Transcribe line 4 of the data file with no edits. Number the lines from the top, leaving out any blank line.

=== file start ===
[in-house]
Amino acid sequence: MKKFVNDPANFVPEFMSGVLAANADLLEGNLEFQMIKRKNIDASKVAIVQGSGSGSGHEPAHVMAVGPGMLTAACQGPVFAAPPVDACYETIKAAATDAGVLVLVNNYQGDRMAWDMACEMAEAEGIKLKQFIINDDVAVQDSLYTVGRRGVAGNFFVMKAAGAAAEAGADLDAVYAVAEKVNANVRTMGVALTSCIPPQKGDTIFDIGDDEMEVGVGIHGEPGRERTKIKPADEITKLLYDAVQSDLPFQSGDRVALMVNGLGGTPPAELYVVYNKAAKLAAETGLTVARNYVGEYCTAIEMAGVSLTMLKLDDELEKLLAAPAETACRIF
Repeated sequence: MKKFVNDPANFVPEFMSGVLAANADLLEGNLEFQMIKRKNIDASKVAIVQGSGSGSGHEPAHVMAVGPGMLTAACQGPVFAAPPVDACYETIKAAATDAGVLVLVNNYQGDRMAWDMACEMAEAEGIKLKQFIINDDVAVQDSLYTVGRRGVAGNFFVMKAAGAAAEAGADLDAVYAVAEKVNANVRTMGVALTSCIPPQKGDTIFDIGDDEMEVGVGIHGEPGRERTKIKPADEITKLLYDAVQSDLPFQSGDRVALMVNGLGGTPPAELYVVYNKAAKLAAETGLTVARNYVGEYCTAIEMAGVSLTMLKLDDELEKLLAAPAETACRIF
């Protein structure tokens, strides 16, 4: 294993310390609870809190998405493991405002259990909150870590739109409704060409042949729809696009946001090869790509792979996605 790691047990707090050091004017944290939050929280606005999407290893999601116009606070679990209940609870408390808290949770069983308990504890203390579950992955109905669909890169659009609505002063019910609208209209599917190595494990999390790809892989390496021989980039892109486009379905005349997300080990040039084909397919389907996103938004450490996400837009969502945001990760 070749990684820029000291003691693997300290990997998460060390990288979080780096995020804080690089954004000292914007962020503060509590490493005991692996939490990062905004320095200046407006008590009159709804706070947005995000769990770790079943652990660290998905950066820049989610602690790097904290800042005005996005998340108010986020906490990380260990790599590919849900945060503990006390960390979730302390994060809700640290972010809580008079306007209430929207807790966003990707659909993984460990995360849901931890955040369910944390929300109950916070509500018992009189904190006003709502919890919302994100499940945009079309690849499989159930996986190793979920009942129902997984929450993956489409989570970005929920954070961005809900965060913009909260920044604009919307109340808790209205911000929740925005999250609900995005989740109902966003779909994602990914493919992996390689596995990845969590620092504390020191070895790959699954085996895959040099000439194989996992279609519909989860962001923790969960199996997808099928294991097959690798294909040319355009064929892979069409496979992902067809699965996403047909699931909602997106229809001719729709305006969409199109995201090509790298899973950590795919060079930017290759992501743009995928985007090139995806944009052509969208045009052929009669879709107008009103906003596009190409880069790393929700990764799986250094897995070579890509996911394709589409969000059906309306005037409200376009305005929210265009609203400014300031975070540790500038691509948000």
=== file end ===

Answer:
């Protein structure tokens, strides 16, 4: 294993310390609870809190998405493991405002259990909150870590739109409704060409042949729809696009946001090869790509792979996605 790691047990707090050091004017944290939050929280606005999407290893999601116009606070679990209940609870408390808290949770069983308990504890203390579950992955109905669909890169659009609505002063019910609208209209599917190595494990999390790809892989390496021989980039892109486009379905005349997300080990040039084909397919389907996103938004450490996400837009969502945001990760 070749990684820029000291003691693997300290990997998460060390990288979080780096995020804080690089954004000292914007962020503060509590490493005991692996939490990062905004320095200046407006008590009159709804706070947005995000769990770790079943652990660290998905950066820049989610602690790097904290800042005005996005998340108010986020906490990380260990790599590919849900945060503990006390960390979730302390994060809700640290972010809580008079306007209430929207807790966003990707659909993984460990995360849901931890955040369910944390929300109950916070509500018992009189904190006003709502919890919302994100499940945009079309690849499989159930996986190793979920009942129902997984929450993956489409989570970005929920954070961005809900965060913009909260920044604009919307109340808790209205911000929740925005999250609900995005989740109902966003779909994602990914493919992996390689596995990845969590620092504390020191070895790959699954085996895959040099000439194989996992279609519909989860962001923790969960199996997808099928294991097959690798294909040319355009064929892979069409496979992902067809699965996403047909699931909602997106229809001719729709305006969409199109995201090509790298899973950590795919060079930017290759992501743009995928985007090139995806944009052509969208045009052929009669879709107008009103906003596009190409880069790393929700990764799986250094897995070579890509996911394709589409969000059906309306005037409200376009305005929210265009609203400014300031975070540790500038691509948000």